Hawaii is a tropical island of picturesque eruptions. While usually the eruptions are mostly harmless, an offshoot of a new lava flow has been inching towards suburb since June. Now the residents of Puna are settling in to watch the slowly creeping doom.

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Top image: A peek through a skylight into the lava tube on September 24, 2014. Image credit: USGS/HVO

False-colour image highlighting the active lava flow (red), bare rock and burned areas (brown and black) in a forest of healthy vegetation (bright green) on September 24, 2014. Image credit & read more: NASA/Earth Observatory

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The Pu'u 'O'o crater on Kilauea usually spills lava south, down the volcano and out into the ocean. Early in 2013, a new flow, Kahauale'a 2, started pushing northeast, burning a new path through the forest.

Infrared image of Pu'u 'O'o crater in June 2014. Image credit: USGS/HVO

The flow progressed in fits and starts as the front cooled and hardened, and fresh hot lava erupted from the crater. But last summer, just over a year after the Kahauale'a 2 flow started, it was abruptly beheaded by vigorous new flows.

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Channel of lava on June 27, 2014. Image credit: USGS/HVO

The June 27th flow, named for the date it started, grew into a long lava tube.

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Lava flowing past a skylight in the lava tube earlier this month. Image credit: USGS/HVO

The tube allows hot, fresh lava to spill all the way down to the flow front, instead of sputtering in fits and starts like the now-dead Kahauale'a 2. It's a slow flow, advancing meters to tens of meters per day through the Kahauale'a Natural Area Reserve. But as it keeps advancing downhill, it may reach a residential area and roads as early as November.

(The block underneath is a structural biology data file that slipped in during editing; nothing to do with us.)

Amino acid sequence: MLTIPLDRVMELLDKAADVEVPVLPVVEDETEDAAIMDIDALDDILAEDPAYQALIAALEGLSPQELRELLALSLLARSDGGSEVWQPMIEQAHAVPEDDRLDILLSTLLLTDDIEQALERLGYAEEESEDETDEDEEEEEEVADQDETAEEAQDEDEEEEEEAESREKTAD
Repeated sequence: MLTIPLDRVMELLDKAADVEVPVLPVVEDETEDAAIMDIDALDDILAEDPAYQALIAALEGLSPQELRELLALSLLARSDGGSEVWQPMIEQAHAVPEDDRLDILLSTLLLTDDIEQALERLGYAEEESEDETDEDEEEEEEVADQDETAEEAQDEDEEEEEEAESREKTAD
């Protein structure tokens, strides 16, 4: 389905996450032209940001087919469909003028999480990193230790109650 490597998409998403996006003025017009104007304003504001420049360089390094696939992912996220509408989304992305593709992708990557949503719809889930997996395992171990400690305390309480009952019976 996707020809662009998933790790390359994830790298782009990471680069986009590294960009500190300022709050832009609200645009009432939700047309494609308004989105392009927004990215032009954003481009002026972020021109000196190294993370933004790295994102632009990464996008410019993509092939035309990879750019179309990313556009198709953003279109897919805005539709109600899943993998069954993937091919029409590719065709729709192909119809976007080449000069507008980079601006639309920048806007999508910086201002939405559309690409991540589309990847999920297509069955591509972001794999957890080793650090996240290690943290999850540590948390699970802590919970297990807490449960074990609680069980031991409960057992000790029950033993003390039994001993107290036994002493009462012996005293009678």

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Lava flow advancing on a subdivision of Puna on October 15, 2014. Image credit: USGS/HVO

While technically a lava flow could potentially be diverted, it not only wouldn't be a guaranteed success, diversion would go against local customs.

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Position of lava flow, hot spots, and endangered infrastructure as of October 5, 2014. Image credit: USGS/HVO

Instead, residents of Kaohe Homesteads, a subdivision of Puna with potential to be impacted by the lava packed up their stuff, sent it off to storage, and waiting to find out what happens next. As for what happens next, at least one of the residents is teasing about hosting a barbecue over a lava flow if it creeps into his back yard.

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Pāhoehoe flow consisting of slow-moving, scattered lobes. Image credit: USGS/HVO